TAMPA, Fla. - Census data shows Tampa has among the highest income and homeownership disparities for African Americans, and a Tampa city councilman said that needs to change.
Councilman Bill Carlson, who represents South Tampa in District 4, said the city’s inequity is holding Tampa back, and the city’s poverty rate plays a big part.
Tampa has seen loads of construction and investment from companies in recent years, but Carlson said the city needs to pay attention to neglected communities in order for Tampa to fully flourish.
“We have the second-highest poverty rate in the state. We're not only behind in major cities, but we're behind St. Pete,” said Carlson.
Plan Hillsborough, the planning commission for Tampa and Hillsborough County, did a report on the concentration of poverty in the county, and the concentrated areas fall within the city’s black communities.
“The main community center in east Tampa is called Fair Oaks Community Center, and in 50, 60 years it's never once been renovated. It hasn't even been painted,” said Carlson. “Residents come to us and say there are rats crawling in it. Well, how do we expect kids to become entrepreneurs if they don't have access to computer labs? And not only do they not have that, but they also have rats running around. It's not safe.”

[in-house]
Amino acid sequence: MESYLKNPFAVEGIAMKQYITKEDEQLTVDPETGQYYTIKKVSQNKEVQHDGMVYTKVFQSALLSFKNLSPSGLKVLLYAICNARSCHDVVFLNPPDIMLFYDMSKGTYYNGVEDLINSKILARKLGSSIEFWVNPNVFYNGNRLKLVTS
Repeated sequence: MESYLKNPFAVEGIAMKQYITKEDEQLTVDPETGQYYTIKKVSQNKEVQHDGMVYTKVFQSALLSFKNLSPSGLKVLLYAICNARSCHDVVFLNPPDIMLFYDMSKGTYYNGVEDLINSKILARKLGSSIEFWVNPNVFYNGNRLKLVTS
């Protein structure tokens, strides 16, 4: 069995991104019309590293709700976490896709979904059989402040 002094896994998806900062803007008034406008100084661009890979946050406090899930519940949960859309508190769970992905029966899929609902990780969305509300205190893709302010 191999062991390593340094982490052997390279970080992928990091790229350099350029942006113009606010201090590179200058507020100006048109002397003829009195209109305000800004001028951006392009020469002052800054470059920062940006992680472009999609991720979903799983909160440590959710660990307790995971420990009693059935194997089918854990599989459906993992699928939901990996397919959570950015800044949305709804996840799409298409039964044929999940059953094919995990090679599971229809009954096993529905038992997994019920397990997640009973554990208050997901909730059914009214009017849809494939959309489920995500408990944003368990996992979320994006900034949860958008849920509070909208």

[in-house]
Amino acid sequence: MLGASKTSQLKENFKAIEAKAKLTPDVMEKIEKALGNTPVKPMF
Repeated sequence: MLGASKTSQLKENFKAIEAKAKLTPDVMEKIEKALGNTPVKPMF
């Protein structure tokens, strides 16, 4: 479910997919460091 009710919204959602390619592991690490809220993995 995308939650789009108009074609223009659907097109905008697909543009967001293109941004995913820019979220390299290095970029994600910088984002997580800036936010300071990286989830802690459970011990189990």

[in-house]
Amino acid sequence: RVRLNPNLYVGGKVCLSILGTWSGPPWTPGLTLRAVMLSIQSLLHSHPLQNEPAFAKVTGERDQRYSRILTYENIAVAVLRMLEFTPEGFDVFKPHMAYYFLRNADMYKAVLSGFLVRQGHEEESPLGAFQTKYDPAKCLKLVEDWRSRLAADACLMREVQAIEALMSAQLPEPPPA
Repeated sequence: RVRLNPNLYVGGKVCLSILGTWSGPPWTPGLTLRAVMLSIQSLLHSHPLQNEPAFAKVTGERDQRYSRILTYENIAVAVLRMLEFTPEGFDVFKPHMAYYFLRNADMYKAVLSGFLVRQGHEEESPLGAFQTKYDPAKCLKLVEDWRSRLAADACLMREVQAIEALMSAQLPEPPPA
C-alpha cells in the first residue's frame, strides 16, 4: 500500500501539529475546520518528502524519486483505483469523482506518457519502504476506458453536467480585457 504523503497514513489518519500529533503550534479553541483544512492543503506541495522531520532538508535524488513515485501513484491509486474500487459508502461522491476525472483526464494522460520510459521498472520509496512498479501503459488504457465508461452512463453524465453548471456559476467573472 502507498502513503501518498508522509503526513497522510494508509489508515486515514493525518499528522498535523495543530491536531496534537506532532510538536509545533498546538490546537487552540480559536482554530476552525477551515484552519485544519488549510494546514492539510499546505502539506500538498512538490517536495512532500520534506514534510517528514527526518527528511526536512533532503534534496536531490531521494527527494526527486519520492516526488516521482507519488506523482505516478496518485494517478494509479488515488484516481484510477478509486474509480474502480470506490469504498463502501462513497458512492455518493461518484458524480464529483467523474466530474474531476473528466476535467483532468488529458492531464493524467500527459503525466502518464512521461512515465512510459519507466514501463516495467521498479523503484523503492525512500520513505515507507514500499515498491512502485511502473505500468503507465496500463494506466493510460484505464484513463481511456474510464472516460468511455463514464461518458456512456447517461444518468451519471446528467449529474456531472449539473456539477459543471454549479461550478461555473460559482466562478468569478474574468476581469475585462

The planning commission’s project manager and researcher Terry Eagan put together the concentration of poverty report.
“There’s a real disdain in how we look at people in poverty. They are treated almost as second class citizens,” said Eagan about how communities view the poor.
The planning commission’s report tracked how people moved from downtown to east Tampa, the University area, and Sulphur Springs over the decades.
“In east Tampa, you’re seeing a lot of demolitions occur, but you’re not seeing the replacement of housing stock. So that makes you think, well if you’re losing housing stock in one part of the city and it’s not being replaced as rapidly as in other parts of the city, where are those people moving to?” said Eagan about how the poverty concentration has shifted locations.
City leaders say poverty levels are only a part of the problem. Councilman Carlson compiled Census Bureau data that also found high levels of economic disparities in homeownership and income among African Americans.
“We have to help people in communities who don't earn as much to find jobs, and the best way to find high paying jobs is to help people start their own businesses,” said Carlson about investing in vulnerable communities.
Fixing the inequity to give all communities a fair chance is what Carlson says will keep Tampa thriving.
“As companies are looking to invest in our area, they look at the real numbers we have, not the numbers that we want people to look at,” Carlson said.
Councilman Carlson said he wants to form an economic advisory committee to talk about how the city can redirect money to neglected communities and help address some of the systemic disparities and grow the economy.